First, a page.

What Factors Influence Dental Faculty's Willingness to Treat Pregnant Women?
BACKGROUND/UNASSIGNED:Despite evidence-based guidelines advocating for the provision of oral health care throughout pregnancy, dentists remain hesitant to provide dental treatment for pregnant women. However, little is known about attitudes toward treating pregnant women among dental school faculty, who may transmit their attitudes and treatment preferences to their students. METHODS/UNASSIGNED:We collected cross-sectional survey data at the New York University College of Dentistry, which produces 10% of all US dentists and is the largest US dental school, to understand faculty attitudes and knowledge regarding providing dental treatment to pregnant women. This study was part of an educational effort to improve dental care access by pregnant women and to examine what factors influence willingness to treat pregnant patients among dental faculty members. RESULTS/UNASSIGNED:We found that concerns about professional liability outweighed inadequate knowledge regarding treatment of pregnant patients in determining dental faculty's willingness to treat pregnant women. CONCLUSIONS/UNASSIGNED:Educational interventions delivered to dental faculty regarding current dental treatment guidelines for pregnant women may not be sufficient to increase faculty's provision of dental care to women during pregnancy. Future work to design effective interventions to increase dental treatment of pregnant women among dental faculty should address liability concerns. KNOWLEDGE TRANSFER STATEMENT/UNASSIGNED:Interventions addressing dental clinician and faculty knowledge about dental treatment for pregnant women may be insufficient to increase dental treatment among pregnant women. Instead, policy makers should consider designing, implementing, and evaluating interventions addressing malpractice and liability concerns.
Periodontitis, edentulism and glycemic control in patients with type 2 diabetes: a cross-sectional study
Objectives/UNASSIGNED:To compare the glycemic control in non-smoking patients with type 2 diabetes according to their periodontal and dental status. Research design and methods/UNASSIGNED:This cross-sectional study investigated patients previously diagnosed with type 2 diabetes and under antidiabetic medication. Clinical data and fasting blood glucose (FBG) levels were collected from medical and dental records. Patients were divided into three groups according to dental and periodontal diagnosis: no or mild periodontitis (NO/MILD, n=96), moderate or severe periodontitis (MOD/SEV, n=74) and edentulous (n=141). FBG levels were compared between groups. Logistic regression was also applied to estimate the OR of presenting hyperglycemia. Results/UNASSIGNED:Edentulous patients had significantly higher FBG levels of 155.7Â±70.9 (meanÂ±SDâ€‰mg/dL) than those in the MOD/SEV (136.6Â±33.8) and the NO/MILD (123.1Â±36.7) groups. Differences between the latter two groups were also significant. Edentulous patients had adjusted ORs of 4.53, 4.27 and 3.95 of having FBGâ‰¥126, â‰¥150 and â‰¥180â€‰mg/dL, respectively, in comparison with NO/MILD group. The MOD/SEV group also presented significant odds of having FBGâ‰¥126â€‰mg/dL (OR=2.66) and â‰¥150â€‰mg/dL (OR=2.45) than the NO/MILD group. Conclusions/UNASSIGNED:Patients in the MOD/SEV group had worse glycemic control than the ones in the NO/MILD group. However, edentulous patients presented higher glycemic levels than both dentate groups, and also presented with higher odds of having hyperglycemia.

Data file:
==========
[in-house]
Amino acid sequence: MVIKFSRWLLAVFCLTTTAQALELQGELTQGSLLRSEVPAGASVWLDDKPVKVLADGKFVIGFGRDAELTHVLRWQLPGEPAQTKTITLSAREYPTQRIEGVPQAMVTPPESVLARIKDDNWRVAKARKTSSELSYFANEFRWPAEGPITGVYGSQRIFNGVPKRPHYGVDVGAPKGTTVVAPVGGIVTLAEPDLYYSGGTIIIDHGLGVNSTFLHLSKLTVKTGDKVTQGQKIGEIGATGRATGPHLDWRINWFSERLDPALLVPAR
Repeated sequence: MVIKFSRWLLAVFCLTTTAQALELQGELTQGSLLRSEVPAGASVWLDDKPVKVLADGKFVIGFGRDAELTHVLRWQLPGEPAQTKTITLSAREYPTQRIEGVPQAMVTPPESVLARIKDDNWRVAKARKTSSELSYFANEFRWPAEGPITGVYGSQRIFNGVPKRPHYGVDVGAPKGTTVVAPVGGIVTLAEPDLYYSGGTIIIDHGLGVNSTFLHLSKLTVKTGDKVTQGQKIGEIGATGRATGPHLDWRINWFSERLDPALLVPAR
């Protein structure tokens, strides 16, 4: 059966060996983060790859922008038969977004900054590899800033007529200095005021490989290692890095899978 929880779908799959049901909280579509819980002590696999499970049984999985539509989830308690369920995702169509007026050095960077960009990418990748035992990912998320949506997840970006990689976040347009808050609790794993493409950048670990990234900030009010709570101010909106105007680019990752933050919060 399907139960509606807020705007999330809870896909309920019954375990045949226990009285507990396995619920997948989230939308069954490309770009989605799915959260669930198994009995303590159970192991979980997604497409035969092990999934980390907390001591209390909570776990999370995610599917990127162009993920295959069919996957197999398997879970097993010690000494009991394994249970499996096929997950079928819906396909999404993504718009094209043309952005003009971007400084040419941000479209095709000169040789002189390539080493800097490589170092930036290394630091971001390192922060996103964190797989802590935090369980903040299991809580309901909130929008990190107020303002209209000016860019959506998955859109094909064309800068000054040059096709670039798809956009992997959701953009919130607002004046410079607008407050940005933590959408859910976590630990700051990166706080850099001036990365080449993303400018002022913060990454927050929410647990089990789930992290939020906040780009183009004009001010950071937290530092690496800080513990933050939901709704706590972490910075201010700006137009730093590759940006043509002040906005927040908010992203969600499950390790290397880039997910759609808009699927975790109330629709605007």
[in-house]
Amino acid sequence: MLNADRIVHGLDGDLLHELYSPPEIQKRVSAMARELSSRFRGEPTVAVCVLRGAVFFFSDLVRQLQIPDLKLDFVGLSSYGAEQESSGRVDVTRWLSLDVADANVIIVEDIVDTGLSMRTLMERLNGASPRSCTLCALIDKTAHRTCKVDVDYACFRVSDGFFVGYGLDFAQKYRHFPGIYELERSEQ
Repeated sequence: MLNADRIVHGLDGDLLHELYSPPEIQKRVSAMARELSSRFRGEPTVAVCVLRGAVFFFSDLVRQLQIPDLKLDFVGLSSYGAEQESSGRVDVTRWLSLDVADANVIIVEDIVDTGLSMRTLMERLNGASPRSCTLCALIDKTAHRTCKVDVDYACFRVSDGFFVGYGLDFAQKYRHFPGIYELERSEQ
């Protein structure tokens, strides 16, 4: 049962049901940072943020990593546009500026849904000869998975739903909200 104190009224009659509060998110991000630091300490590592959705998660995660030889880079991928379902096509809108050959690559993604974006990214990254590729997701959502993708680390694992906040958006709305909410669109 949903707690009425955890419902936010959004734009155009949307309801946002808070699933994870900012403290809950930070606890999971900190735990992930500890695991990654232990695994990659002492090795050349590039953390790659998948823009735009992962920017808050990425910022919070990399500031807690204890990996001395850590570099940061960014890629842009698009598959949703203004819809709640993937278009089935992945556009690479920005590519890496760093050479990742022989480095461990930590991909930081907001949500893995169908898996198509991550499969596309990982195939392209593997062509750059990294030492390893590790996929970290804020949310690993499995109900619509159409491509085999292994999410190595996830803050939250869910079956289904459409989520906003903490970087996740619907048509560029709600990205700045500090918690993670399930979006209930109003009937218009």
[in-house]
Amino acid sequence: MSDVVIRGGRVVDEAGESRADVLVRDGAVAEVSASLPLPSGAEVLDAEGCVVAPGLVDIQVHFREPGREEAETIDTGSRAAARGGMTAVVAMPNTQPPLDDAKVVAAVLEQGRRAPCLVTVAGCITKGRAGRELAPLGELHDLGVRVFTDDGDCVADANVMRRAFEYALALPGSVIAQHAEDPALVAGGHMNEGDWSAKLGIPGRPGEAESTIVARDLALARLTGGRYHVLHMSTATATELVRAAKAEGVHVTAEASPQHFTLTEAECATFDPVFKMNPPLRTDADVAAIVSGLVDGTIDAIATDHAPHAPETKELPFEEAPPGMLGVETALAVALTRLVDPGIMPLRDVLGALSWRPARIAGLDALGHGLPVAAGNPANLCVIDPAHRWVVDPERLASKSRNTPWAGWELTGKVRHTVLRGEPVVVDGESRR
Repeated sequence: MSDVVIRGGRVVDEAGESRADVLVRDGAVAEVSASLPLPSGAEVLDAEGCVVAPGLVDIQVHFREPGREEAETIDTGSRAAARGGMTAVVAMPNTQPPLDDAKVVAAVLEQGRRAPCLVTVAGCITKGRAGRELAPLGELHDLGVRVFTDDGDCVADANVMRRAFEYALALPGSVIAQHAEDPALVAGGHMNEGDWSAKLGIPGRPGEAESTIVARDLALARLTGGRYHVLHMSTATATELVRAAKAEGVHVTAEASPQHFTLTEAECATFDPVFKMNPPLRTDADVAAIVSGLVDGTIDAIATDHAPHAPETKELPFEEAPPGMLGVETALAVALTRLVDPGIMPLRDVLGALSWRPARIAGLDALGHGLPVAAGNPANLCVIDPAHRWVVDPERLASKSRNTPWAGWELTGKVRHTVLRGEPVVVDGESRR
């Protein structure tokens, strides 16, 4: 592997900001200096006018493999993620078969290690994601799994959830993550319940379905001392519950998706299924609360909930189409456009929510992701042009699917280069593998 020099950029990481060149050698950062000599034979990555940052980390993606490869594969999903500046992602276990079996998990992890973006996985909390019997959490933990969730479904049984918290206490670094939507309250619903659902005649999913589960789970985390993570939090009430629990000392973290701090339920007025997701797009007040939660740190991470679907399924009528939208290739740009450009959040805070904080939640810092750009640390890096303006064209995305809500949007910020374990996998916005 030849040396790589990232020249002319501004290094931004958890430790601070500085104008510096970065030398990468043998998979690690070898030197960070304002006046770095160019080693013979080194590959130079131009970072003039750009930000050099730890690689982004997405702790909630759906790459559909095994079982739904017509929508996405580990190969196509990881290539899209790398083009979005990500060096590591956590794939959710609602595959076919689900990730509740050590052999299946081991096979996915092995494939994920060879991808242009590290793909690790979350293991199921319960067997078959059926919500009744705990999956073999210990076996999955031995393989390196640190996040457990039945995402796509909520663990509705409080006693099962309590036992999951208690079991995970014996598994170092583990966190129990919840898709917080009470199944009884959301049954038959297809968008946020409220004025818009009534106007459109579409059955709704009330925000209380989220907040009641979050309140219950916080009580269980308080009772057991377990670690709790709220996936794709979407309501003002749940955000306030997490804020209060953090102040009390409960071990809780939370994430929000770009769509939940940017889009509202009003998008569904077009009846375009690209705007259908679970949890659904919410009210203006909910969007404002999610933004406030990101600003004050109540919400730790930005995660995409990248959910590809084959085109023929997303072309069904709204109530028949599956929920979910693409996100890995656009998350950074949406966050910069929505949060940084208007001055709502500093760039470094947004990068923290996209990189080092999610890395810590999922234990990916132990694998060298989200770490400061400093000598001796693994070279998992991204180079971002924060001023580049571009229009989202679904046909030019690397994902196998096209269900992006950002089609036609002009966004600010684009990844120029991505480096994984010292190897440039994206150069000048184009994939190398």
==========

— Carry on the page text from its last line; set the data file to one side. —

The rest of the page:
Four or More Amalgam Fillings Correlate With Higher Blood Mercury Levels in Pregnant Women but Not High Enough to be of Health Concern
ARTICLE TITLE AND BIBLIOGRAPHIC INFORMATION: Dental associations with blood mercury in pregnant women. Golding J, Steer CD, Gregory S, Lowery T, Hibbeln JR, Taylor CM. Community Dent Oral Epidemiol 2016; 44: 216-22. SOURCE OF FUNDING: This study was funded by a combination of government (UK Medical Research Council), foundation/nonprofit (the Welcome Trust) and university (University of Bristol, UK) grants. TYPE OF STUDY/DESIGN: Cross-sectional.
Addressing Health Disparities via Coordination of Care and Interprofessional Education: Lesbian, Gay, Bisexual, and Transgender Health and Oral Health Care
Lesbian, gay, bisexual, and transgender (LGBT) persons are a diverse group, but they share a common need for competent, accessible health care, dispensed without intolerance and with an understanding of their unique health needs. Dental practitioners need to understanding that LGBT persons have distinctive health (and oral health) needs. This article reviews the literature on oral and overall health of LGBT persons in the United States, and discusses ways in which dentists can improve the health care they provide to this vulnerable population, including how interprofessional education and collaborative practice may help to reduce oral health disparities within this group.
Views of Dental Providers on Primary Care Coordination at Chairside: A Pilot Study